David Bourget (Western Ontario)
David Chalmers (ANU, NYU)
Rafael De Clercq
Jack Alan Reynolds
Learn more about PhilPapers
PSA: Proceedings of the Biennial Meeting of the Philosophy of Science Association 1994:322 - 328 (1994)
Newborn screening for the genetic disease phenylketonuria (PKU) is generally considered the greatest success story of applied human genetics. Even those generally skeptical of the value of genetic testing often comment enthusiastically on this program. In fact, PKU screening has been plagued with serious problems since its inception in the early 1960s. This essay describes some of these difficulties and asks what lessons they hold for other screening programs. It also argues that realism in our assessment of such programs requires that we pay greater attention to the concrete experience of families. How screening should work in theory is of less importance than how it does work in practice.
|Keywords||No keywords specified (fix it)|
|Categories||categorize this paper)|
Setup an account with your affiliations in order to access resources via your University's proxy server
Configure custom proxy (use this if your affiliation does not provide a proxy)
|Through your library|
References found in this work BETA
No references found.
Citations of this work BETA
No citations found.
Similar books and articles
Lainie Friedman Ross (2010). Mandatory Versus Voluntary Consent for Newborn Screening? Kennedy Institute of Ethics Journal 20 (4):299-328.
Ruth Chadwick, Henk ten Have, Jfrgen Husted, Mairi Levitt, Tony McGleenan, Darren Shickle & Urban Wiesing (1998). Genetic Screening and Ethics: European Perspectives. Journal of Medicine and Philosophy 23 (3):255 – 273.
Robert H. Blank (1982). Public Policy Implications of Human Genetic Technology: Genetic Screening. Journal of Medicine and Philosophy 7 (4):355-374.
R. H. Dees & J. M. Kwon (2013). The Ethics of Krabbe Newborn Screening. Public Health Ethics 6 (1):114-128.
Sahin Aksoy (2001). Antenatal Screening and its Possible Meaning From Unborn Baby's Perspective. BMC Medical Ethics 2 (1):1-11.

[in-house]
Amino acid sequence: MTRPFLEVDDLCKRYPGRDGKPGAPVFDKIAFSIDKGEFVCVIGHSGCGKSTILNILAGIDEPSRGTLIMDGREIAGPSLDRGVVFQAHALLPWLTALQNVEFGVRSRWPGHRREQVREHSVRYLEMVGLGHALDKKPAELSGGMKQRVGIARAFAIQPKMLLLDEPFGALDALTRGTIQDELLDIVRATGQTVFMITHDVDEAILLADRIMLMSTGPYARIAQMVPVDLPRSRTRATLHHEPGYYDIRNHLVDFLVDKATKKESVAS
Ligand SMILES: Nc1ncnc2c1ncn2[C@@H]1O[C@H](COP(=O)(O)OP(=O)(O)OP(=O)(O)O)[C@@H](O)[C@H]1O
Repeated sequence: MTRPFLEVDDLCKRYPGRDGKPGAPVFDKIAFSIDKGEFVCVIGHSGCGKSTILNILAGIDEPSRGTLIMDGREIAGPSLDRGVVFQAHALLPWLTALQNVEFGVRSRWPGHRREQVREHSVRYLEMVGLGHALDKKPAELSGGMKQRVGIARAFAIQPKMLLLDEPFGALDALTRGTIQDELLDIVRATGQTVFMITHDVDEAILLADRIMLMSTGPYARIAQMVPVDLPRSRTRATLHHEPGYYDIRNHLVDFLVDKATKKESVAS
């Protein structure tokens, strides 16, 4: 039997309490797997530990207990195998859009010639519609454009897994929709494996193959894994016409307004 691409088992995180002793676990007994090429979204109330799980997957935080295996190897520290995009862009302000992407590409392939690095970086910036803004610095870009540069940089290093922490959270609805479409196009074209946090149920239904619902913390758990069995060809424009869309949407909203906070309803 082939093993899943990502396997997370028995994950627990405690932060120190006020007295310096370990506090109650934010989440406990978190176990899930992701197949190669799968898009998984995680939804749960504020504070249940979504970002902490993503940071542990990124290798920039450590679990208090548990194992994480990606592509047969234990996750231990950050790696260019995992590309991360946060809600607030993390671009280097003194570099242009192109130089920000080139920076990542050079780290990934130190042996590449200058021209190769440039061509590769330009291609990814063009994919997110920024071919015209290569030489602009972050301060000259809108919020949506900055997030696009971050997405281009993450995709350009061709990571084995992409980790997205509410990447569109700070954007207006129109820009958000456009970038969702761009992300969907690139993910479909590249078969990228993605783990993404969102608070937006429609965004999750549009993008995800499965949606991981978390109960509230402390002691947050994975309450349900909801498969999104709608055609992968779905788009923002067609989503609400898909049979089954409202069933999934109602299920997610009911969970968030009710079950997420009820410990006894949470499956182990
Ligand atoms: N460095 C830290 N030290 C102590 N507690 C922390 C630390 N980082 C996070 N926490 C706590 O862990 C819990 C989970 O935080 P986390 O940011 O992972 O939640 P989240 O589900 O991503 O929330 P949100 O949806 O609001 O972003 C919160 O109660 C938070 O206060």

Niels Nijsingh (2013). Krabbe Newborn Screening: The Issue of Informed Consent. Public Health Ethics 6 (1):126-128.
D. Miller (1996). Parliament and Screening: Ethical and Social Problems Arising From Testing and Screening for HIV and Genetic Disease. Journal of Medical Ethics 22 (6):366-366.
Virginia A. Moyer Ned Calonge Steven M. Teutsch Jeffrey R. Botkin (2008). Expanding Newborn Screening: Process, Policy, and Priorities. Hastings Center Report 38 (3):pp. 32-39.
Leslie E. Blumenson (1987). How Would a Latent Period for Early Breast Cancer Affect the Benefit of Screening? Theoretical Medicine and Bioethics 2 (2):169-182.
Lainie Friedman Ross (2002). Predictive Genetic Testing for Conditions That Present in Childhood. Kennedy Institute of Ethics Journal 12 (3):225-244.
Victoria Seavilleklein (2009). Challenging the Rhetoric of Choice in Prenatal Screening. Bioethics 23 (1):68-77.
Ingrid Burger & Nancy Kass (2009). Screening in the Dark: Ethical Considerations of Providing Screening Tests to Individuals When Evidence is Insufficient to Support Screening Populations. American Journal of Bioethics 9 (4):3-14.
Jyotsna Agnihotri Gupta (2007). Private and Public Eugenics: Genetic Testing and Screening in India. [REVIEW] Journal of Bioethical Inquiry 4 (3):217-228.
Joseph Kupfer (1993). The Ethics of Genetic Screening in the Workplace. Business Ethics Quarterly 3 (1):17-25.
Added to index2011-05-29
Total downloads8 ( #241,105 of 1,696,514 )
Recent downloads (6 months)1 ( #342,645 of 1,696,514 )
How can I increase my downloads?